It also found that majorities believe that the economy grows best when people can create jobs without government interference and that companies would hire more if business profits taxes were reduced.
A Pew Research poll of this Millennial Generation conducted last fall found that Obama's job approval was only 49 percent -- 17 percent below his 2008 support. Only 39 percent of white Millennials approved his performance.
I have long thought that there was a tension between Millennials' former enthusiasm for Obama and the thrust of the Obama Democrats' policies.
This is an iPod/Facebook 21st century generation. Young Americans want to customize their own world. They want to shape their own destinies, not be part of a herd that is shepherded from one pasture to another. They like the advice of Obama appointee Anne-Marie Slaughter: Design your own profession.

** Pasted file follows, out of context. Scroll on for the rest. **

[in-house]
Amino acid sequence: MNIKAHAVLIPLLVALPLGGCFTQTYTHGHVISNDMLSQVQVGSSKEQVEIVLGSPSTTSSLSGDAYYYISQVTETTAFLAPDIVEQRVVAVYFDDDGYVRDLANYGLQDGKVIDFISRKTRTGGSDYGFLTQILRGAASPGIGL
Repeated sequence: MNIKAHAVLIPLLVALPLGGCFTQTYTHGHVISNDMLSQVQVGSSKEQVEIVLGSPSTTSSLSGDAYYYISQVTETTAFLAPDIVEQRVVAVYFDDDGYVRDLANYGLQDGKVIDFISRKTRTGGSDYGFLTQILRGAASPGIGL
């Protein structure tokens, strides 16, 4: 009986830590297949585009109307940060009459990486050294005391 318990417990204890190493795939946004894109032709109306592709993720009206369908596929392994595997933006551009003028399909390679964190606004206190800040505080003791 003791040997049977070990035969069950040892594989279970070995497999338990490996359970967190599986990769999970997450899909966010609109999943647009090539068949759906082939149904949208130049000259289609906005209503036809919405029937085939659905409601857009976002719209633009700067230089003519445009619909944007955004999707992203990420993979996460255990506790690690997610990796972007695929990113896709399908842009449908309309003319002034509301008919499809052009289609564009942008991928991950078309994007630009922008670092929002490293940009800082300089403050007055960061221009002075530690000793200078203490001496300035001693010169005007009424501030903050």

The Obama policies are redolent of mid-20th century welfare-state planning. From Obamacare's unaccountable boards determining the care patients get to his affection for high-speed rail that will forever run on the same tracks, choice is limited or eliminated. Central planners determine your future.
It's as if every iPod had an identical play list and every Facebook page were the same.
Romney and the other Republicans can claim that their policies, by providing choices and opening markets to spur innovation that no central authority can plan, will enable young people to choose their futures.
Obama likes to emphasize the Obamacare provision that lets "children" up to age 26 stay on their parents' health insurance. Apparently that polls well with Millennials.
Republicans should counter that they want young people to choose their own health plan, from firms competing for their business. An economy liberated from Obama's taxes and regulations can provide more choices and opportunities.
Romney and the others haven't been speaking to young voters directly yet. They need to get started.